Hundreds of protestors blocked roads between Monterrey and the US on Tuesday, in demonstrations against army anti-drug operations. Hundreds more shut highways in Veracruz. Mexico's spiralling drug war killed 6000 people last year.
REUTERS - Hundreds of Mexicans blocked roads and bridges
into the United States on Tuesday in a protest of army operations
against drug gangs that officials said was organized by drug
About 300 protesters, some with handkerchiefs tied over
their faces, carried signs saying "Army Get Out!" in front of
the town hall in the northern city of Monterrey, 130 miles (209
km) from the Texas border. It was the largest in a series of
anti-army protests this week.
In a growing challenge to the military across Mexico, small
groups of taxi drivers also blocked bridges that connect the
border cities of Reynosa and Nuevo Laredo with Texas, stopping
vehicles and pedestrians, police said.
Hundreds of miles away, another 300 people shut highways in
the Gulf city of Veracruz to pressure the military to go back
to their bases.
The demonstrations put fresh pressure on President Felipe
Calderon to defeat the cartels after two years of an
army-backed campaign and spiraling drug violence that killed
6,000 people last year.
Mexico's drug war has scared off investors and worried the
United States, which is giving $1.4 billion worth of equipment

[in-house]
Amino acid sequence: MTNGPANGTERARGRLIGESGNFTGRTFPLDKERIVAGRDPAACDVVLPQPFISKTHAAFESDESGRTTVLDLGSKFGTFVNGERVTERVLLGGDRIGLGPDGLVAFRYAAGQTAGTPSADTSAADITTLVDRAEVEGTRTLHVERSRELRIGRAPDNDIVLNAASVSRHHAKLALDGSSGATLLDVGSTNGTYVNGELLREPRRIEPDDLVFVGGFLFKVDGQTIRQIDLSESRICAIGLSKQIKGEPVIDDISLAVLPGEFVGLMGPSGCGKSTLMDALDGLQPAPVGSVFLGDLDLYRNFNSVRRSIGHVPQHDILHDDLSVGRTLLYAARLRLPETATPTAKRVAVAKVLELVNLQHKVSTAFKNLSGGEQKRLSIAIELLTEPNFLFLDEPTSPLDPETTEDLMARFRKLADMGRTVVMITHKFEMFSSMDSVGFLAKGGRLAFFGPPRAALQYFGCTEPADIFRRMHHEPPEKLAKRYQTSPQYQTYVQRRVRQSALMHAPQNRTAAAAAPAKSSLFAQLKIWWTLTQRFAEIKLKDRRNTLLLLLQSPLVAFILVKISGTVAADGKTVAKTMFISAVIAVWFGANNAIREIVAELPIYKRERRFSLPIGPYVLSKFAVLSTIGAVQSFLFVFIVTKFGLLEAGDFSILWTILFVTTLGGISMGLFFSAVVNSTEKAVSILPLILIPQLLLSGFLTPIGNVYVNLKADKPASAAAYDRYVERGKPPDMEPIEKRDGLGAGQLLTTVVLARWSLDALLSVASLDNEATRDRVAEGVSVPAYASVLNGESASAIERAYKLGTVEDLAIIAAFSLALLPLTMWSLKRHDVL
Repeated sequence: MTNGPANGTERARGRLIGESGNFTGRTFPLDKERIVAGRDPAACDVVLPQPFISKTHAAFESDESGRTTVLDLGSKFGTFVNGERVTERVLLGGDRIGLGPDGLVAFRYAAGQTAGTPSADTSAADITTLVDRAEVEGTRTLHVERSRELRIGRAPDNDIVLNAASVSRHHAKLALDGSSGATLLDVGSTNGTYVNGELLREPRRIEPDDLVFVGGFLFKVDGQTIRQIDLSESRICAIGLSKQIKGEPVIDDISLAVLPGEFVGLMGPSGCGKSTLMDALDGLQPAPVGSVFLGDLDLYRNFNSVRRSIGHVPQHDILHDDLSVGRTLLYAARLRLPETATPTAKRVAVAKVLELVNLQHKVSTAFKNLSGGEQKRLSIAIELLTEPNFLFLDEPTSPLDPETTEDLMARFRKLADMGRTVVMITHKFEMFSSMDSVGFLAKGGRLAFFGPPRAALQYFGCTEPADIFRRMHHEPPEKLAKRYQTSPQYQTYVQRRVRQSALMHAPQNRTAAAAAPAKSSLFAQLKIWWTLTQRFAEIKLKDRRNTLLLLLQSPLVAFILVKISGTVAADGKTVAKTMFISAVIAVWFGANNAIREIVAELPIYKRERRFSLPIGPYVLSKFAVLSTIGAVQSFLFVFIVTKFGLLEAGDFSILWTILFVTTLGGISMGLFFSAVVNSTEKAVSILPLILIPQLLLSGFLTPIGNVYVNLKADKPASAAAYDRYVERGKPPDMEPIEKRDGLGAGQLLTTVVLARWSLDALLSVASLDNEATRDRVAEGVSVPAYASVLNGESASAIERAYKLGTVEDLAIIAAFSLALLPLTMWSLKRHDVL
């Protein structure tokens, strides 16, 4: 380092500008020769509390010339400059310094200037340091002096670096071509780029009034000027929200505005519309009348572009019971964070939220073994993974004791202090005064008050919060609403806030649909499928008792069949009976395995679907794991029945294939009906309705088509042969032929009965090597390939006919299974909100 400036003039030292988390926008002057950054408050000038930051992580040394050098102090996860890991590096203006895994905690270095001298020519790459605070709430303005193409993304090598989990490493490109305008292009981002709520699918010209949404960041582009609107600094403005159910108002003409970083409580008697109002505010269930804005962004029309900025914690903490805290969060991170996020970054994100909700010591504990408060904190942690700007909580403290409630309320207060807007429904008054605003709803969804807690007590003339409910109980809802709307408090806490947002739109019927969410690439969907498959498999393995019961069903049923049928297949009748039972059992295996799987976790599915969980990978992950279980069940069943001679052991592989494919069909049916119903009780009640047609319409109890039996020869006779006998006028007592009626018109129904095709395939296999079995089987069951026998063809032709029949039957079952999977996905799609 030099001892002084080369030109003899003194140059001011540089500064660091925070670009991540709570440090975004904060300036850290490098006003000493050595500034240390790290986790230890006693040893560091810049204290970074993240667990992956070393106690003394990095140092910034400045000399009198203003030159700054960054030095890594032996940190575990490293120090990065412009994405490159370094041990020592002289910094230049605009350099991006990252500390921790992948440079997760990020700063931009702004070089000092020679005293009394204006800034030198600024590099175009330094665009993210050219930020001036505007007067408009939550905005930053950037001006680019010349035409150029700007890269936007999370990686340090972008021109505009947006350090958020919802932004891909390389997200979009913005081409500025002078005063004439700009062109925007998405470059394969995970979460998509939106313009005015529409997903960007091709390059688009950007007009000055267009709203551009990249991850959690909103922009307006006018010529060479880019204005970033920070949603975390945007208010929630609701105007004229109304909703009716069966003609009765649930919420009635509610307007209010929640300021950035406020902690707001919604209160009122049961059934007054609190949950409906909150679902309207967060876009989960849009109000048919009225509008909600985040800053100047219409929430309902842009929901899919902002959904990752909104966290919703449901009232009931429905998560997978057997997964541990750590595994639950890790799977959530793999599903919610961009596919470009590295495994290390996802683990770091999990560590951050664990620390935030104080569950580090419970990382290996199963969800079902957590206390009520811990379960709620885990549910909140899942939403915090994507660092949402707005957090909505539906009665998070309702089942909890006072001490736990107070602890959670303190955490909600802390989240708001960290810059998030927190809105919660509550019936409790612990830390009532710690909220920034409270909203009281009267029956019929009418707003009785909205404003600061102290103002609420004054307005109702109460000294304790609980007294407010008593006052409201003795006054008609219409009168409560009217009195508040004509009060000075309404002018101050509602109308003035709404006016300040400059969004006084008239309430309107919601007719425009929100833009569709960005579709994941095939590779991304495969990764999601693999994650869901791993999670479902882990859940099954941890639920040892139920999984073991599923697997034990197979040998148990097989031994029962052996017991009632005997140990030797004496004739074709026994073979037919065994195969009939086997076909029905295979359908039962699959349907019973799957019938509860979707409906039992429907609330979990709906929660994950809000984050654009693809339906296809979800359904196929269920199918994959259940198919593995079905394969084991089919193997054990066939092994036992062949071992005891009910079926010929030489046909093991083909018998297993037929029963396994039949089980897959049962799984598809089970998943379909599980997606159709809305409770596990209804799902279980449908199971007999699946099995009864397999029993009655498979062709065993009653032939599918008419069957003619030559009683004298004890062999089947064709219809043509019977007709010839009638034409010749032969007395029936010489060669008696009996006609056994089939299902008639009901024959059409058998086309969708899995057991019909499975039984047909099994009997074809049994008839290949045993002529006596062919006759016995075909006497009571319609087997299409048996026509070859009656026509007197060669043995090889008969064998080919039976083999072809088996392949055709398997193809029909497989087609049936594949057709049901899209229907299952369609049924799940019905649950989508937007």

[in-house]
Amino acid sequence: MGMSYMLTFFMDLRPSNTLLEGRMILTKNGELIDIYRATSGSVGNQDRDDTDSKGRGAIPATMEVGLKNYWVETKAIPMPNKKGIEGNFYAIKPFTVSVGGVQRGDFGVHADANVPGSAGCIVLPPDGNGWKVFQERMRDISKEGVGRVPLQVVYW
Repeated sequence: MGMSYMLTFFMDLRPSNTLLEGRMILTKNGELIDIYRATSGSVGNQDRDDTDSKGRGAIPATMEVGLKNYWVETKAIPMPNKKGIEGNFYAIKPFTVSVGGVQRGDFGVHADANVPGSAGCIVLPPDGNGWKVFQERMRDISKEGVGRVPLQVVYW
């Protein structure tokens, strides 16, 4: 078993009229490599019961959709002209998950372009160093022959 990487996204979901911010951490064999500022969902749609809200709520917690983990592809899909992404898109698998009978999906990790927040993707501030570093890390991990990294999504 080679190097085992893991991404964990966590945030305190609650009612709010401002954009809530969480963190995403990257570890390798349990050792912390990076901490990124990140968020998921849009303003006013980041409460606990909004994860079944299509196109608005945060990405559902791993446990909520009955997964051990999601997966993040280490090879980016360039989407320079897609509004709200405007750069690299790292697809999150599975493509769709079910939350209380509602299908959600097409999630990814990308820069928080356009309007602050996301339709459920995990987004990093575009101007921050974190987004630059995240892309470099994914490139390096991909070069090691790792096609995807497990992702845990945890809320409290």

and other aid to help Mexico and Central America fight
Natividad Gonzalez, governor of Nuevo Leon state, blamed
Mexico's most violent drug gang, the Gulf cartel, and its armed
wing, The Zetas, for the protests.
"There are reasons to believe it has to do with the Gulf
cartel and the group known as The Zetas," he told a news
Ten people died in a gun battle between troops and drug
hitmen in Reynosa on Tuesday, police said, but added that the
violence was not related to the protests.
State police chief Aldo Fasci said last week that crime
organizations were paying people to protest against the army
and that gangs were handing out backpacks full of schoolbooks,
pens and paper to poor families who joined the demonstrations.
Calderon said on Monday the rampant violence shows the drug
cartels are desperate, but drug trade experts say Mexico's
deepening economic slump and rising joblessness could attract
more recruits to the trade.
The northern states of Nuevo Leon and Tamaulipas, home to
Monterrey, Nuevo Laredo and Reynosa, are the main trafficking
routes into Texas for the powerful Gulf Cartel.
One woman at the protest who declined to be named told
Reuters she came with a neighbor who had been paid to turn up.
Calderon has sent 45,000 troops and federal police across
Mexico to fight drug gangs since late 2006, a move widely
supported by Mexicans angry with years of inaction and the deep
corruption in the country's police forces.
Despite warnings from rights groups about soldiers using
excessive force in the drug fight, Calderon also has
Washington's support for using the army, which has made
historic drug seizures and is catching more gang leaders.
"Rising levels of unemployment in Mexico make it much
easier for Mexican drug traffickers to recruit youths to engage
in demonstrations like this, for relatively low pay,"
U.S.-based security consultancy Stratfor said in a report.
Date created : 2009-02-18